In 1968, pioneering minimalist composer Terry Riley remixed The Harvey Averne Dozen's soul tune "You're No Good" into a 20-minute tape machine and Moog composition of sampled, looped, and cut-up sounds moving in and out of phase. Strange and beautiful.
Compare with the original below, which was sampled in House of Pain's "Jump Around" (1992). At the AV Club, Sean O'Neal writes:
…When the owner of a Philadelphia disco—clearly still addled from watching Riley perform an all-night concert of alto-sax feedback—commissioned him to compose a "theme" for his nightclub, Riley took the opportunity to apply that process to something a little more club-friendly that he could totally fuck with.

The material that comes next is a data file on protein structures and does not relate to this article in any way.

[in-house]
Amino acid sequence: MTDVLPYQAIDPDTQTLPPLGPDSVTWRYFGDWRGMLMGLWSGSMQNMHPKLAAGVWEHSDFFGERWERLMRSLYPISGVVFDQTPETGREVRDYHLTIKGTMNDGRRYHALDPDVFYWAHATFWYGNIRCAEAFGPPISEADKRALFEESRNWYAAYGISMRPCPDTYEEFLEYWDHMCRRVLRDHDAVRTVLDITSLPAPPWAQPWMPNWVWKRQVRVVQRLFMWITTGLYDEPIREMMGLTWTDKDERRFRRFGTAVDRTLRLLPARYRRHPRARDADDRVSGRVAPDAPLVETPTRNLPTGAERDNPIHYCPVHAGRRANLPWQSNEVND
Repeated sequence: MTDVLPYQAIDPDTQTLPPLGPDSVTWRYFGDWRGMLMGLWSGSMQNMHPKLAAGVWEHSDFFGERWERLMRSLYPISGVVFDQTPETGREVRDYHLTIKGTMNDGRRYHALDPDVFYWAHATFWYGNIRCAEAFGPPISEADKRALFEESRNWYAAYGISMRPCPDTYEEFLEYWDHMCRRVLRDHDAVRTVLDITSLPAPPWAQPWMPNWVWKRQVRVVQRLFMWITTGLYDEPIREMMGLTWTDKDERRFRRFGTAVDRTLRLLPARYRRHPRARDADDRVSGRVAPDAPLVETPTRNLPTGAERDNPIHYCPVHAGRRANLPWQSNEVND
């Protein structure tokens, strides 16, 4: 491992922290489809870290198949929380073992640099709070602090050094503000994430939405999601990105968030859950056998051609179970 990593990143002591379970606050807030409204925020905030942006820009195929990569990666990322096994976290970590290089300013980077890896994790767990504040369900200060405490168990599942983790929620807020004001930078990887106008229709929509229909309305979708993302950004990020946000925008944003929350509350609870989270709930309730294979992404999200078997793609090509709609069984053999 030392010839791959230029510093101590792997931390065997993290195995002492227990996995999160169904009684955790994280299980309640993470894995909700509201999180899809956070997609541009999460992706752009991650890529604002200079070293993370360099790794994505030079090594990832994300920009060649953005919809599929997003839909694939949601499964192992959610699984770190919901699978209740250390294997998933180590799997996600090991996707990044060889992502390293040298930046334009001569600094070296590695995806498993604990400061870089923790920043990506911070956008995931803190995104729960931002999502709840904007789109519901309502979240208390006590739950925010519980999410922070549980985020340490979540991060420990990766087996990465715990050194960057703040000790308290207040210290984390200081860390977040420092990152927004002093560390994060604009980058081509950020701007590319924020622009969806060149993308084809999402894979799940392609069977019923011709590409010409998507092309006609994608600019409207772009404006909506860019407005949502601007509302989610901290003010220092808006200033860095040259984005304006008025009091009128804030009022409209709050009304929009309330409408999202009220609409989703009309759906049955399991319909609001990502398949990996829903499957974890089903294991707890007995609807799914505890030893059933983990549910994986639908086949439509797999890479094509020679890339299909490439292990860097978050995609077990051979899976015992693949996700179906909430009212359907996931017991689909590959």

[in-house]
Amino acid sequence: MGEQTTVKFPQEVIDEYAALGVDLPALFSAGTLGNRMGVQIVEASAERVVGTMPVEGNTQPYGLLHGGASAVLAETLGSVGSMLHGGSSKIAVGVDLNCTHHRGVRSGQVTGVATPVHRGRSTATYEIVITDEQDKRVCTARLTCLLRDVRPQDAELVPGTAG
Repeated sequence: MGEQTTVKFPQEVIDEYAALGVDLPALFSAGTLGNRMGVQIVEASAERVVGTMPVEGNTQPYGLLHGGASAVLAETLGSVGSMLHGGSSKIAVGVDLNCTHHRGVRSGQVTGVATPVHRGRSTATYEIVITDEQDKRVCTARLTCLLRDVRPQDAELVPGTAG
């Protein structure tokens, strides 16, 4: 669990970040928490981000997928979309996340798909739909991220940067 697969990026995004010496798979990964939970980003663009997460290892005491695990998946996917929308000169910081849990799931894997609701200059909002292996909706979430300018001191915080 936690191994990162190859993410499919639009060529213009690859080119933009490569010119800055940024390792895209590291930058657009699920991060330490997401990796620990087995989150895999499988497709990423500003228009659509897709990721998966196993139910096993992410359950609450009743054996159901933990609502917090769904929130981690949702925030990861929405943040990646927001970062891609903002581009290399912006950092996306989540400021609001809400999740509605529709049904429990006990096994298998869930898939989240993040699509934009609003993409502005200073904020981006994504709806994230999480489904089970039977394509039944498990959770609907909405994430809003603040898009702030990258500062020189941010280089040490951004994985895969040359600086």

Riley's victim was "You're No Good," a just-released R&B cut from vibraphonist and minor Latin soul sensation Harvey Averne, with vocals by Little Anthony And The Imperials' Kenny Seymour. On its own, "You're No Good" is a solid little tune, with Seymour engaged in a catchy call-and-response with a finger-wagging female chorus over his cheatin' ways. But in Riley's hands, it becomes a true exercise in delirium. Beginning with nearly three full minutes of synth drone that suddenly breaks, in media res, into the song's funky verse, it only gets more disorienting from there.